Spike Lee is a notable Writer, Director, Producer, Actor, and Author who revolutionized both the landscape of independent cinema and the role of black talent in film. Widely regarded as a premiere African-American filmmaker, Lee is a forerunner in the 'do it yourself' school of filmmaking.
His debut film, the independently produced comedy "She's Gotta Have It," earned him the Prix de Jeunesse Award at the Cannes Film festival in 1986 and set him at the forefront of the Black New Wave in American Cinema. His second feature, the very profitable and critically acclaimed "School Daze," helped launch the careers of several young black actors. Lee's timely 1989 film, "Do the Right Thing" garnered an Academy Award nomination for Best Original Screenplay, and Best Film and Director awards from the Los Angeles Film Critics Association. Lee's "Jungle Fever," "Mo' Better Blues," "Clockers," and "Crooklyn" were also well received by critics and fans alike. His epic drama "Malcolm X," starring Denzel Washington, received two Academy Award nominations.
Born in Atlanta, Georgia, and raised in Brooklyn, Lee returned south to attend Morehouse College. After graduation, he returned to Brooklyn to continue his education at New York University's Tisch School of Arts in Manhattan, where he received his Master of Fine Arts Degree in film production. He founded 40 Acres and a Mule Filmworks, based in the Fort Greene section of Brooklyn, where he has resided since childhood.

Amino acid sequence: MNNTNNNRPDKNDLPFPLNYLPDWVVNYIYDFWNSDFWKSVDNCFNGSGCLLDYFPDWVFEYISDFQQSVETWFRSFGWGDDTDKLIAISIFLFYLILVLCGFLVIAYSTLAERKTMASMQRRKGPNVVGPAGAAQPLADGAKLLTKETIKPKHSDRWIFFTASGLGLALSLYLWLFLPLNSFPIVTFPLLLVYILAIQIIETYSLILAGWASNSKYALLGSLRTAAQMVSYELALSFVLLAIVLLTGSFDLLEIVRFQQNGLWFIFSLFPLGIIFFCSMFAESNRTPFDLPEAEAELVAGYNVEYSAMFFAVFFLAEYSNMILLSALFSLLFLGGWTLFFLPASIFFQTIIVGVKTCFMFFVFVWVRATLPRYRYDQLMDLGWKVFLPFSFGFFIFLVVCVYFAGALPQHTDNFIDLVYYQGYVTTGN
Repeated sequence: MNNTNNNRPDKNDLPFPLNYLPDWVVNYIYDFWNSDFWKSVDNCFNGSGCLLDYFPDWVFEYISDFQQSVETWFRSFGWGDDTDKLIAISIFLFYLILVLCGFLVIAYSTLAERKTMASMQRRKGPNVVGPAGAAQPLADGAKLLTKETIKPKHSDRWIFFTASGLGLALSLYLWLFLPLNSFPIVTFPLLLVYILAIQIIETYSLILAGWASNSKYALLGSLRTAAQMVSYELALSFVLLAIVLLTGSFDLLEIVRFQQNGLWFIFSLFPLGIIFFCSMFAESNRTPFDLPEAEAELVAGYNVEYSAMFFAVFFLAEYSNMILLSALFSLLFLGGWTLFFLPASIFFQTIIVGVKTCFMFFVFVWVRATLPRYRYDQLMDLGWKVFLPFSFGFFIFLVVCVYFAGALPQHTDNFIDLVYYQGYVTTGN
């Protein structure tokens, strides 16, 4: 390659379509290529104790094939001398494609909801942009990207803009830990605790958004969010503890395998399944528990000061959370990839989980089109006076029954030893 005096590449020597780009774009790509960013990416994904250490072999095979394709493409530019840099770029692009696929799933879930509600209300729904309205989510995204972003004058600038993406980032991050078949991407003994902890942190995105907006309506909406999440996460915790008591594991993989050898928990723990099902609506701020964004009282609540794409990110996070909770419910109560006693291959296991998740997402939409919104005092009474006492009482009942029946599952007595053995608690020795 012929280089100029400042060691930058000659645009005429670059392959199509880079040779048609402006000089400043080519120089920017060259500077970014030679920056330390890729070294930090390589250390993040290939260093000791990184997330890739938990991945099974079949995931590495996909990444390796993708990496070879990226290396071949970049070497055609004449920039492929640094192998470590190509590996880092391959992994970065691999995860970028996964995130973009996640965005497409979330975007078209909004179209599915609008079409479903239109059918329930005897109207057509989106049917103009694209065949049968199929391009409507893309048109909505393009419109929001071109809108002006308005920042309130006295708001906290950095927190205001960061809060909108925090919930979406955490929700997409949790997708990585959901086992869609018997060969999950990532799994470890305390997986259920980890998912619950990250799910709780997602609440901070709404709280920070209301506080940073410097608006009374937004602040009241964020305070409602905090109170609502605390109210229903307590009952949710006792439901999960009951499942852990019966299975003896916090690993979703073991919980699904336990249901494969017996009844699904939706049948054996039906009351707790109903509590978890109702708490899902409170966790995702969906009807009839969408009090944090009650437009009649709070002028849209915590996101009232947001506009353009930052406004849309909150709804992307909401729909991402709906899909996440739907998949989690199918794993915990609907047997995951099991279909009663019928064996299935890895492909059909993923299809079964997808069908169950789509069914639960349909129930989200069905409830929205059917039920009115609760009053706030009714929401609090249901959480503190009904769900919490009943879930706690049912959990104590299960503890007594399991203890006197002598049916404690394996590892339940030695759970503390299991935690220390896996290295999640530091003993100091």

Lee's commercial work began in 1988 with his Nike Air Jordan campaign. Collaborating with basketball great Michael Jordan on several commercials, Lee resurrected his popular character, Mars Blackmon from "She's Gotta Have It." He has also completed a PSA for UNCF entitled "Two Michaels," which also features Michael Jordan. Lee is also well known for his Levi's Button-Fly 501, AT&T, and ESPN television commercials. His other commercial ventures include TV spots for Philips, Nike, American Express, Snapple, and Taco Bell. Lee has also directed several Art Spot Shorts for MTV and a short film featuring Branford Marsalis and Diahnne Abbott for Saturday Night Live.
Lee is also involved in documentaries and sports programs. He completed the Emmy and Oscar nominated documentary "4 Little Girls" for HBO and received an Emmy Award for his piece on Georgetown's John Thompson for HBO/Real Sports.
Ever moving into new areas, Spike Lee has combined his extensive creative experience into yet another venture: partnering with DDB Needham, he created Spike/DDB, a full-service advertising agency.